Three down!

Had my 3rd FEC yesterday and only one more of that nasty one to go. Yippee. Yesterday's treatment a heck of a lot better as did not do the cold cap, which made it shorter and a lot more comfortable. Also, again had the chemo party and it really does cheer me up!

Am feeling slightly more fatigue than the last treatment, but there's a lot less of the nausea, which is very good. But I think I may only be tired as I was the recipient of a little bit of drama yesterday.

An hour or so after having arrived home from hospital, I was just about to lie down when I received a telephone call from daughter N's form teacher to say that N had had a nose bleed whilst in a sports event at another school. No problem, as my twins are veterans at the nose bleed. She then proceeded to say that the blood had started to come out of my poor daughter's eyes. She immediately followed this statement with 'There's nothing to worry about.' Is she mad??? Blood from the eyes and nothing to worry about??? The adrenaline kicked in and I went into panic mode and called, in order:
1. LH who was doing the school run for the boys;
2. friends to find out who could bring N back from the school;
2. the GP to get an emergency appointment;
3. good friend paediatrician C in Virginia (who just had her first chemo session the day before), and
4. sister T's children's paediatrician based in Manila.
Luckily, everyone seemed to have understood me as I was pretty incomprehensible, since I was sobbing my head off. I drove daughter N to the GP who got me referrals to the ENT specialist, a full blood count (FBC) and a blood clot test, which is all being done on Friday. But the GP (and neither did the two paediatricians I had called) did not think it was really anything to worry about. Phew.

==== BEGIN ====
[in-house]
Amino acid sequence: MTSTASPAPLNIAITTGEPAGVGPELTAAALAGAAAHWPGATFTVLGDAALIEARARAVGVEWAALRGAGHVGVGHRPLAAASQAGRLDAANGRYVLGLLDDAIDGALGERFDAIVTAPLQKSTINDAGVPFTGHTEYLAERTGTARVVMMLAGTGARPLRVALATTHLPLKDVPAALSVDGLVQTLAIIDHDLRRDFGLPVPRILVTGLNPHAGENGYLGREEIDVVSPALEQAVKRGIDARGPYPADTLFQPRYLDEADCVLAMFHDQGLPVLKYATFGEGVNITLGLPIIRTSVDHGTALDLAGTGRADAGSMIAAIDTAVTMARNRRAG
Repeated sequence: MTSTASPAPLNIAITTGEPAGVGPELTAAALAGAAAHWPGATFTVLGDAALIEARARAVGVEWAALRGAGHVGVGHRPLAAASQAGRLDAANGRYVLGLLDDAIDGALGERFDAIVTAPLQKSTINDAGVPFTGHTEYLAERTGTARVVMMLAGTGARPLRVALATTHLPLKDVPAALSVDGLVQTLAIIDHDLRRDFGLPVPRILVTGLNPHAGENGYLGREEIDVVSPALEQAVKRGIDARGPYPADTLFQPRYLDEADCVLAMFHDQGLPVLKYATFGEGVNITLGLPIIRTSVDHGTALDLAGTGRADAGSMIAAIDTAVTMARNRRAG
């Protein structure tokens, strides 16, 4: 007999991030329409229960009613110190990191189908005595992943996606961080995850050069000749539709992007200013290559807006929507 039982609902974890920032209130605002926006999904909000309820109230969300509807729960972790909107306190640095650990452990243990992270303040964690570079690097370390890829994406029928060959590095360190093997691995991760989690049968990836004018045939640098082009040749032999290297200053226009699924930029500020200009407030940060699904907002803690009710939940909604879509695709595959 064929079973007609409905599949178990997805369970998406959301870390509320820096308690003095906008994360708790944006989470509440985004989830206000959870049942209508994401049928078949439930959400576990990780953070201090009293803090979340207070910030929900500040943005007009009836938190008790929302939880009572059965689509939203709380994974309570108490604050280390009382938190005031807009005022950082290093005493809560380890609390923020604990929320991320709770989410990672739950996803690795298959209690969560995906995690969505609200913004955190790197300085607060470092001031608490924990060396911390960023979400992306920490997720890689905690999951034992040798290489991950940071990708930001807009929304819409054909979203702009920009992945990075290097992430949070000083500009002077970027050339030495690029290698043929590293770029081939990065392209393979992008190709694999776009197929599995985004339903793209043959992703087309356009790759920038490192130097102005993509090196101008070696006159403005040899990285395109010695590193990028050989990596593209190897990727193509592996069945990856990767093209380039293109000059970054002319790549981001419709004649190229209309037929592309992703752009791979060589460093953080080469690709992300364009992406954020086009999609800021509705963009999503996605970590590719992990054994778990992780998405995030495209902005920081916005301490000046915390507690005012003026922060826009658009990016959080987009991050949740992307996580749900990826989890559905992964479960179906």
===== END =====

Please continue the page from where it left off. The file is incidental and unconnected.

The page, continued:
Arrived back home, made the necessary appointments, and crashed. I think the stress of the event, knowing that sister T was leaving this morning for Manila, the pressure of the days before the chemo and the chemo itself finally got to me and I just hit the sack.

But I'm feeling a lot better now. H arrived this afternoon to give me my Neulasta shot and the cleaner kicked me out of the bedroom an hour later. Which turned out to be a good thing as I'm up and about rather than feeling sorry for myself in bed. I'm tempted to do a bit of yoga as I know it will do me good, but at the same time, there's a big possibility that I'll end up shattered as well. But then I feel lazy lying in bed when I'm feeling perfectly fine now! Hmm... What to do, what to do...

Wednesday, 15 June 2011

Here we go again...

Tomorrow I go for round 3 of FEC chemotherapy. The last couple of days have been very odd indeed as I've had to sort out lift shares and such for the week or so immediately after the treatment. I feel very healthy at the moment so I feel a fraud asking friends for favours, but sadly it has to be done. Although I've already gone through two of the treatments and have more or less an idea of what to expect, I need to leave room for the possibility that the chemotherapy is going to hit me really hard and I'll be absolutely hopeless and useless.

So, I'm 'putting my affairs in order'. That's what people usually say when they're on their deathbeds and need to get matters sorted out. Although I'm not dying, I must do a similar thing as I won't be able to go about as normal for the next few days. So, I've had a word with my children and asked them to be on their best behaviour, I've spoken with friends and sorted out lift shares and I've made sure that my family don't starve whilst I am incapacitated. (LH will be around and although he will be all helpful and wonderful, it's all about CONTROL...)

I am really hoping that round 3 will even be better than the last one - but as I've been told so many times that the effects of chemotherapy are cumulative, I'm always preparing for the worst but hoping for the best. Wish me luck...

Tuesday, 14 June 2011

A Whole New World

I have stopped wearing jeans because of my weight gain as it gives me a muffin top and I cannot breathe as a consequence. I have thus had to resort to anything with an elasticated waist - they have become a lifeline. I used to always say that I would ban anything with a garter waist if I were made President of the World because I was convinced that they caused the world's rising obesity problem. But I have changed my mind about them as they have become my bestfriends...

Today an order I had made on the Topshop website arrived: a pair of cropped harem trousers with an elasticated waist. Bad idea. The trousers, combined with the turban I was wearing, made me look like Aladdin.